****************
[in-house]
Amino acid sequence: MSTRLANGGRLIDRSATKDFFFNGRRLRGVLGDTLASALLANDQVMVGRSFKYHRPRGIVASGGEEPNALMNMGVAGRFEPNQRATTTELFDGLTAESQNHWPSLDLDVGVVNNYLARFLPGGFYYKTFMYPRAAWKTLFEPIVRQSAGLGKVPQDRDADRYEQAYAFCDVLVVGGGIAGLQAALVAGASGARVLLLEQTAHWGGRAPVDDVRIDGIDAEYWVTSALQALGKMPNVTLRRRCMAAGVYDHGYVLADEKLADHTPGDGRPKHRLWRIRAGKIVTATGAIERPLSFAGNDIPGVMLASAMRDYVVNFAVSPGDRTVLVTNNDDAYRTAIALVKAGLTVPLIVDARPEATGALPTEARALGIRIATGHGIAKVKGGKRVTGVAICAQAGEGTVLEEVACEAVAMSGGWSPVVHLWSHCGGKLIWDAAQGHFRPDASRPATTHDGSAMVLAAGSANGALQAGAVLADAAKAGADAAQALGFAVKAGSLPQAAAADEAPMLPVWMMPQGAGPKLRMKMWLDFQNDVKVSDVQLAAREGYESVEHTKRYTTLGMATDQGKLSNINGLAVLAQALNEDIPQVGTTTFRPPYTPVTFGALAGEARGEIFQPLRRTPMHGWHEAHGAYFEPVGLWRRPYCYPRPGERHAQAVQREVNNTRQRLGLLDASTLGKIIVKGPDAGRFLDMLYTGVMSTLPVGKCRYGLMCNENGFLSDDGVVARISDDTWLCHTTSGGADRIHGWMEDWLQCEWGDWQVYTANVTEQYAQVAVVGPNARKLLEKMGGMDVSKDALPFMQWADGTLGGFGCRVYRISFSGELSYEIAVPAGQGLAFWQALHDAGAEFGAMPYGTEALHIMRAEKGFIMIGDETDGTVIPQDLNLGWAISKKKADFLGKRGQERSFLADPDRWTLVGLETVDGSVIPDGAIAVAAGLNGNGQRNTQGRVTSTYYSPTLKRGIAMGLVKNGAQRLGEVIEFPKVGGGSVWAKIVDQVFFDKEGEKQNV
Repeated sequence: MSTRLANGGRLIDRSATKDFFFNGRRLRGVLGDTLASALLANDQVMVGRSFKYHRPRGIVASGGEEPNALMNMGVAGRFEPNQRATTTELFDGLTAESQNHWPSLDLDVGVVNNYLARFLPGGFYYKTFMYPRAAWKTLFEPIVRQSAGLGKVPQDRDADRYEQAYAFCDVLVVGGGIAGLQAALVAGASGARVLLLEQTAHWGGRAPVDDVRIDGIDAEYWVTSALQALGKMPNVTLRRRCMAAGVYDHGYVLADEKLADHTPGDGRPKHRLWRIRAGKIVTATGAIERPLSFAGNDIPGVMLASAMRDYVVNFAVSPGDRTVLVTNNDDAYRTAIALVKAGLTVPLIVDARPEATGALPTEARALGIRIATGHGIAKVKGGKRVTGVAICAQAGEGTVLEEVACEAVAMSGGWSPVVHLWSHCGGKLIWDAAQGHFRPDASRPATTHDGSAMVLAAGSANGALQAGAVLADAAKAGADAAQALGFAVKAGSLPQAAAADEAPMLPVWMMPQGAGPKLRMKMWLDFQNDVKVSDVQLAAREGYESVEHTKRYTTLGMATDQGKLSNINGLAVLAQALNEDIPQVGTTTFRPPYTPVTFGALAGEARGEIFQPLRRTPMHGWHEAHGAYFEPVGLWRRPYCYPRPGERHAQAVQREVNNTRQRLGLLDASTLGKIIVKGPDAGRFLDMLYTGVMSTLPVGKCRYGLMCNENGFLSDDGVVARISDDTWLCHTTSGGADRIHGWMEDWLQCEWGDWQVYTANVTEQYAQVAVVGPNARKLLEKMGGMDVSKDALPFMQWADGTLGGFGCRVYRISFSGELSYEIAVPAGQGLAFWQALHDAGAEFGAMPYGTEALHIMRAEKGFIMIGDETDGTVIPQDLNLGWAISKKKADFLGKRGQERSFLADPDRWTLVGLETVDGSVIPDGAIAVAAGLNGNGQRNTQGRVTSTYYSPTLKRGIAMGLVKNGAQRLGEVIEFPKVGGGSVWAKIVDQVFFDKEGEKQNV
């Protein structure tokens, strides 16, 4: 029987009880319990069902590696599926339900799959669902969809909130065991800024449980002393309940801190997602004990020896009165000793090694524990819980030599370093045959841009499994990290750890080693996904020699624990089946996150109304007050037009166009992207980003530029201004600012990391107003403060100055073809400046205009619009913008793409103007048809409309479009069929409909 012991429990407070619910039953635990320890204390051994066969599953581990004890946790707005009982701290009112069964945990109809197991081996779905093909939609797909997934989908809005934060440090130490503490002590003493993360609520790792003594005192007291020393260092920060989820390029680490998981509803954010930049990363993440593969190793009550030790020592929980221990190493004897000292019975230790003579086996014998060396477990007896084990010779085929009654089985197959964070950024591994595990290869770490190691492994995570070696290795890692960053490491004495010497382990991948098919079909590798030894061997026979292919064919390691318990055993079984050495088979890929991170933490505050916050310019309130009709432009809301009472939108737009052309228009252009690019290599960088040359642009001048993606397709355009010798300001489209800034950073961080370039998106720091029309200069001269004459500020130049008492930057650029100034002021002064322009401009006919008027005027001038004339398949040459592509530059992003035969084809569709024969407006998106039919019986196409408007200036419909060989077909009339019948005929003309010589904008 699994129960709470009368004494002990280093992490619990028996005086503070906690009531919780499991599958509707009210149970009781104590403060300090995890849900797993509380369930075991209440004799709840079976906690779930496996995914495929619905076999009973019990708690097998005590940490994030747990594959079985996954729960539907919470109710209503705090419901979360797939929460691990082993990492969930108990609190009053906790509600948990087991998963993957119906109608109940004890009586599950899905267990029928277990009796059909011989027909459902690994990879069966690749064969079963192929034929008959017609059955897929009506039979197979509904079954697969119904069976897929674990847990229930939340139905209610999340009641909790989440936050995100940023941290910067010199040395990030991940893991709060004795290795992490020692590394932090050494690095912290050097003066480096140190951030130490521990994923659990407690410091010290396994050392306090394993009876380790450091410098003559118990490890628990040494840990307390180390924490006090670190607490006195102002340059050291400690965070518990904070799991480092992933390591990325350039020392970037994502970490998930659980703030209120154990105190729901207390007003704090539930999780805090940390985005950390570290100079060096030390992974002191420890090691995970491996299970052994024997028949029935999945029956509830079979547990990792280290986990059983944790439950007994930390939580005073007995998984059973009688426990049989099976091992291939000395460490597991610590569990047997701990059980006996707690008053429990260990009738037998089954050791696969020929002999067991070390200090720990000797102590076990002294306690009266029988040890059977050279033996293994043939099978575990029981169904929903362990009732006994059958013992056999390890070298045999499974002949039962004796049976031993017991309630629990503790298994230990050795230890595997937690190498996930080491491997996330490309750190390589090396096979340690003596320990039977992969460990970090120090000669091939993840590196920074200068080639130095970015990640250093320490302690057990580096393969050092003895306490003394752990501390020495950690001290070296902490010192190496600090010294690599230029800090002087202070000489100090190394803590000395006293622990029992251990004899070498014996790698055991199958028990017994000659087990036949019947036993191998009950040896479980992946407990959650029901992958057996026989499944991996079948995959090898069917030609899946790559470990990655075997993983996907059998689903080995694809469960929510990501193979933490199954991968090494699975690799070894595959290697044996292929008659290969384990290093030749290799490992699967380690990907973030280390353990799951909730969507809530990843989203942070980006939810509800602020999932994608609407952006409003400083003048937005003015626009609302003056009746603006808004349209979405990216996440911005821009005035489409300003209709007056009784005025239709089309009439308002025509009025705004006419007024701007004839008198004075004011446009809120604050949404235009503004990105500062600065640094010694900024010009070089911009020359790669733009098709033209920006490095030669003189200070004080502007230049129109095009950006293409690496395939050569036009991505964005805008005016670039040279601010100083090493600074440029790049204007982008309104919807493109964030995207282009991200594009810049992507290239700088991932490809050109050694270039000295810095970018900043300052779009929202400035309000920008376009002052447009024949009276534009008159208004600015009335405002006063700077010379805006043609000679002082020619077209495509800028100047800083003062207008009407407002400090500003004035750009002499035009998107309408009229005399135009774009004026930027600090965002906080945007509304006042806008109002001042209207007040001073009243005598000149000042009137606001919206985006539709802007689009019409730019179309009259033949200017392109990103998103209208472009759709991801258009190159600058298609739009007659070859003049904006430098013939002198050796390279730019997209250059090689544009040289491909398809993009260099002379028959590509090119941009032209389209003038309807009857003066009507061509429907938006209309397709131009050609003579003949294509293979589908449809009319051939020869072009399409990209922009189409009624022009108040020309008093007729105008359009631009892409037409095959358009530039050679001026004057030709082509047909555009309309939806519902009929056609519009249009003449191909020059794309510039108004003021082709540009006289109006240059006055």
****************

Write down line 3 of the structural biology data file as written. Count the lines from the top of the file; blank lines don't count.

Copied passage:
Repeated sequence: MSTRLANGGRLIDRSATKDFFFNGRRLRGVLGDTLASALLANDQVMVGRSFKYHRPRGIVASGGEEPNALMNMGVAGRFEPNQRATTTELFDGLTAESQNHWPSLDLDVGVVNNYLARFLPGGFYYKTFMYPRAAWKTLFEPIVRQSAGLGKVPQDRDADRYEQAYAFCDVLVVGGGIAGLQAALVAGASGARVLLLEQTAHWGGRAPVDDVRIDGIDAEYWVTSALQALGKMPNVTLRRRCMAAGVYDHGYVLADEKLADHTPGDGRPKHRLWRIRAGKIVTATGAIERPLSFAGNDIPGVMLASAMRDYVVNFAVSPGDRTVLVTNNDDAYRTAIALVKAGLTVPLIVDARPEATGALPTEARALGIRIATGHGIAKVKGGKRVTGVAICAQAGEGTVLEEVACEAVAMSGGWSPVVHLWSHCGGKLIWDAAQGHFRPDASRPATTHDGSAMVLAAGSANGALQAGAVLADAAKAGADAAQALGFAVKAGSLPQAAAADEAPMLPVWMMPQGAGPKLRMKMWLDFQNDVKVSDVQLAAREGYESVEHTKRYTTLGMATDQGKLSNINGLAVLAQALNEDIPQVGTTTFRPPYTPVTFGALAGEARGEIFQPLRRTPMHGWHEAHGAYFEPVGLWRRPYCYPRPGERHAQAVQREVNNTRQRLGLLDASTLGKIIVKGPDAGRFLDMLYTGVMSTLPVGKCRYGLMCNENGFLSDDGVVARISDDTWLCHTTSGGADRIHGWMEDWLQCEWGDWQVYTANVTEQYAQVAVVGPNARKLLEKMGGMDVSKDALPFMQWADGTLGGFGCRVYRISFSGELSYEIAVPAGQGLAFWQALHDAGAEFGAMPYGTEALHIMRAEKGFIMIGDETDGTVIPQDLNLGWAISKKKADFLGKRGQERSFLADPDRWTLVGLETVDGSVIPDGAIAVAAGLNGNGQRNTQGRVTSTYYSPTLKRGIAMGLVKNGAQRLGEVIEFPKVGGGSVWAKIVDQVFFDKEGEKQNV